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Percept Mot Skills. 2000 Jun;90(3 Pt 2):1273-82.

Do left-handed competitors have an innate superiority in sports?

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1
Aristotelian University of Thessaloniki, Greece. ggrouios@phed.auth.gr

Abstract

This study assessed handedness distributions among (a) sporting competitors (n = 1,112) and nonsporting university students (n = 1,112), (b) sporting competitors engaging in interactive (n = 576) and in noninteractive sports (n = 536), and (c) sporting competitors engaging in direct interactive (n = 219) and indirect interactive (n = 357) sports. Chi-squared showed that there were statistically significant differences in proportions of left-handed persons in (a) sporting competitors and nonsporting university students, (b) sporting competitors engaging in interactive and noninteractive sports, (c) sporting competitors engaging in interactive sports and nonsporting university students, and (d) sporting competitors engaging in direct interactive and indirect interactive sports. It appears that left-handers are more common among those who engage in competitive manual activities. This superiority of the left-handers may be fully explained by a consideration of tactical or strategic factors associated with handedness during sporting interactions. The results with important implications for the measurement and evaluation of handedness are discussed in the light of the current findings on laterality.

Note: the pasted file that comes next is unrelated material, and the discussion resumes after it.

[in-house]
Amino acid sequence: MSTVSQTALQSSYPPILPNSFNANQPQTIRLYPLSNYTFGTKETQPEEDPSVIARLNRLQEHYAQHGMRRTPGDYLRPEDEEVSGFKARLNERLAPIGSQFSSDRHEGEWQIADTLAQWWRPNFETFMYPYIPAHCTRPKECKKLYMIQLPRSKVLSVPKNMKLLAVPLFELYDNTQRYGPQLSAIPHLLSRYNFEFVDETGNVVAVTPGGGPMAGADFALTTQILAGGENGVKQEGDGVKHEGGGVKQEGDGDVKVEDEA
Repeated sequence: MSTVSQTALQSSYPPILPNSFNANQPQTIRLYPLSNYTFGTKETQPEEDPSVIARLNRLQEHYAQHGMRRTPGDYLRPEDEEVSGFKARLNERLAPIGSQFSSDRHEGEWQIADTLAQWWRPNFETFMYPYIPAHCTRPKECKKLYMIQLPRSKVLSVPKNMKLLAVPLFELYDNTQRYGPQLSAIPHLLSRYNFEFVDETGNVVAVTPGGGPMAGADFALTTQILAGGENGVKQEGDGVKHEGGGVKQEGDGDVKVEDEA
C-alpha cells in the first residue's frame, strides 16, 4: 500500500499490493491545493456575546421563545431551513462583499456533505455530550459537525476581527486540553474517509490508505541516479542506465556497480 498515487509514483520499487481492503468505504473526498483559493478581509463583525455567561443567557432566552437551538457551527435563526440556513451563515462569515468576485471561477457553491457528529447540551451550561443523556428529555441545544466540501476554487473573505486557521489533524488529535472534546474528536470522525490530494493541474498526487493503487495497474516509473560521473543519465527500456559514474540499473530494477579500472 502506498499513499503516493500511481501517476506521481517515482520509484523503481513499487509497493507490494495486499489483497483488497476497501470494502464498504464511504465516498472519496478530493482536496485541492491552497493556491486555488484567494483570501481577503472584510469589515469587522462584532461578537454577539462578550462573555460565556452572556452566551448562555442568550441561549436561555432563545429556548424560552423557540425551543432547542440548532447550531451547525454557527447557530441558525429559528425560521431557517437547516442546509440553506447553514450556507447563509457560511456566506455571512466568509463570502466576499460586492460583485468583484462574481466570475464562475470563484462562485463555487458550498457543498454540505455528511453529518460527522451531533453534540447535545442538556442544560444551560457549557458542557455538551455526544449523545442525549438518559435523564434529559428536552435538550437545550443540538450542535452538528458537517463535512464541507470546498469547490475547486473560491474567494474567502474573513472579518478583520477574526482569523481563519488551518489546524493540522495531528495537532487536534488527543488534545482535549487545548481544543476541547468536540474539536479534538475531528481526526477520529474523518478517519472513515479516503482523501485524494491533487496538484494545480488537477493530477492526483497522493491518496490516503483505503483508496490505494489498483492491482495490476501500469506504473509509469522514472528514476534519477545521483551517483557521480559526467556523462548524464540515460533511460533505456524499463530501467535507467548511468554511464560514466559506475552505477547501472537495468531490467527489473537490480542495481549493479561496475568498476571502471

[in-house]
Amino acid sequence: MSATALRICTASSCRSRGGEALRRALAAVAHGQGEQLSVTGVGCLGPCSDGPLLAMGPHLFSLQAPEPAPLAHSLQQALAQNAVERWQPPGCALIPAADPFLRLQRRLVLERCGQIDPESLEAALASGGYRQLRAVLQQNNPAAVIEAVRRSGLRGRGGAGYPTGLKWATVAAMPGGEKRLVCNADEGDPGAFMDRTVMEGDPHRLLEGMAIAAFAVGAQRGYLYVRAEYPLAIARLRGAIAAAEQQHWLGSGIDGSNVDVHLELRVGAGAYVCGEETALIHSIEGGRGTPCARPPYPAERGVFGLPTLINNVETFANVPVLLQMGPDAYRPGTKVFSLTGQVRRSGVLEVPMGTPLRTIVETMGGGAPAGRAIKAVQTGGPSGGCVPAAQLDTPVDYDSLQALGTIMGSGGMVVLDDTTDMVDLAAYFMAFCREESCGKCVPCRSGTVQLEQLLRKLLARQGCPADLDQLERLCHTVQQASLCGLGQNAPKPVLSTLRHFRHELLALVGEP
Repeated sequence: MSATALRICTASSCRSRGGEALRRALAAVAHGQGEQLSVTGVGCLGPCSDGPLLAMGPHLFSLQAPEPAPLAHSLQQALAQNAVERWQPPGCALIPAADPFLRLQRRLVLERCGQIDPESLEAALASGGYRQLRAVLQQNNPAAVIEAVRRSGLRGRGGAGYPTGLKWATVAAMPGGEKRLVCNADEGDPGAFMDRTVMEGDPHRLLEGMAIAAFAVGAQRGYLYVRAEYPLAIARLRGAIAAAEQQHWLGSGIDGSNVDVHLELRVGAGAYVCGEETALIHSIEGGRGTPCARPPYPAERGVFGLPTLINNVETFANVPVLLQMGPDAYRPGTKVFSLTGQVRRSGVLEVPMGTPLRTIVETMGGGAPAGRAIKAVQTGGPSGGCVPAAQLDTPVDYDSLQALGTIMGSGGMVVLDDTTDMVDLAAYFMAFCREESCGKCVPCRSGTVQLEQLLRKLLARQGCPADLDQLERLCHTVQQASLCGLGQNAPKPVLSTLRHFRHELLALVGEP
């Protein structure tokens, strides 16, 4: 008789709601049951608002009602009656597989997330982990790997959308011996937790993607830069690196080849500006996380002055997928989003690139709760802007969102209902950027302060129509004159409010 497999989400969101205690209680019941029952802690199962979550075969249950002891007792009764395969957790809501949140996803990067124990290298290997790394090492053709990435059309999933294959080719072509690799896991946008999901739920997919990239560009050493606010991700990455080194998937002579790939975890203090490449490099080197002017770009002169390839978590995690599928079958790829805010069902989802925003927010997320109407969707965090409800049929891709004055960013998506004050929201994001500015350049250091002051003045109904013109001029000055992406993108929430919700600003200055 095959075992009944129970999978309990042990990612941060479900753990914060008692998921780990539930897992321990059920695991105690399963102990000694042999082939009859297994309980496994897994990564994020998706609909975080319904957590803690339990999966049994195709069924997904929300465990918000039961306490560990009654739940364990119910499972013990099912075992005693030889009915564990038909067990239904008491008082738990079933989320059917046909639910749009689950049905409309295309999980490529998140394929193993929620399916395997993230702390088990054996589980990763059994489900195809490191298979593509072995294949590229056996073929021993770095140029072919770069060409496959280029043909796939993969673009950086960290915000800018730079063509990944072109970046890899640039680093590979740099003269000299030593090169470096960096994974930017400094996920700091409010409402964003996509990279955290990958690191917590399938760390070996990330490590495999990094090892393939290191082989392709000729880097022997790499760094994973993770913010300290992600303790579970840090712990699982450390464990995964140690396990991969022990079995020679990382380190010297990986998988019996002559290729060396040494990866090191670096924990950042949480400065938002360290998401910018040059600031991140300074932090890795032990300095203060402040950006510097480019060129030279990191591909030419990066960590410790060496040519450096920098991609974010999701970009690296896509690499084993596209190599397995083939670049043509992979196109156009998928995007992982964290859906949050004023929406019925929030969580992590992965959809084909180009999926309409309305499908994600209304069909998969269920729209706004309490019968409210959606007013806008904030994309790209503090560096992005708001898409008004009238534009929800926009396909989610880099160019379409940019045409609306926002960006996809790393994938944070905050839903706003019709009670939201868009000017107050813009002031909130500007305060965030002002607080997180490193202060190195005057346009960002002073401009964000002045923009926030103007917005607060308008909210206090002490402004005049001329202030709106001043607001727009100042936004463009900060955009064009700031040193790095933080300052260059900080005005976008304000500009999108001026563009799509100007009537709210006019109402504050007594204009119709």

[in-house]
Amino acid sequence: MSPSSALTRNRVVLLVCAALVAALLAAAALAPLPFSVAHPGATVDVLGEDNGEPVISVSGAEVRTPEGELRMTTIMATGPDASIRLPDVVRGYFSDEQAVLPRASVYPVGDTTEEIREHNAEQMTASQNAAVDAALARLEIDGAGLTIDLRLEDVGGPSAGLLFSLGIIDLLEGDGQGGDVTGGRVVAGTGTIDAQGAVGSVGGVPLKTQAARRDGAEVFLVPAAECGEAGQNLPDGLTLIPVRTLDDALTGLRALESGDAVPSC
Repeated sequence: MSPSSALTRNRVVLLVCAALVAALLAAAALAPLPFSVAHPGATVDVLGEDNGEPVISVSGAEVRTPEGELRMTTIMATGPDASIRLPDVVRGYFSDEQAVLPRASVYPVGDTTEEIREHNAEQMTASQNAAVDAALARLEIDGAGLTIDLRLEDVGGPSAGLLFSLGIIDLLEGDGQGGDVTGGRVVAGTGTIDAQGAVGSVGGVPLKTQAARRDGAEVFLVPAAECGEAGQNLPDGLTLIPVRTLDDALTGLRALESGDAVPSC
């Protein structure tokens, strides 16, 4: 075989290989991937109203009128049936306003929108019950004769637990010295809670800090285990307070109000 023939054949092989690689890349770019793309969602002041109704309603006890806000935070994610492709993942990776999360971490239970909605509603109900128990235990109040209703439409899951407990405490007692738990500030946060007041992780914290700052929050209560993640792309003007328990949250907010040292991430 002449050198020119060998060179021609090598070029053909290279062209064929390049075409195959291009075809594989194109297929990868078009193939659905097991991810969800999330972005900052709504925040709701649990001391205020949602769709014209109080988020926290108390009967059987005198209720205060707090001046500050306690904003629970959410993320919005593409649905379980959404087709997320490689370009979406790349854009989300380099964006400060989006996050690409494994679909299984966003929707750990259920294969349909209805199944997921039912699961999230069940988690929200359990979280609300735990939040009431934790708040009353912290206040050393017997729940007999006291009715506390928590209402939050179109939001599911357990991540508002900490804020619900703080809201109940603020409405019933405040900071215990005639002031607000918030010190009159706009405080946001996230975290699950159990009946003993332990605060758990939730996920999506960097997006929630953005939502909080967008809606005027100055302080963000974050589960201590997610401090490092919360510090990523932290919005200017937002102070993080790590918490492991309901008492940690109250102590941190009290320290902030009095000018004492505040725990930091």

PMID:
10939080
DOI:
10.2466/pms.2000.90.3c.1273
[Indexed for MEDLINE]

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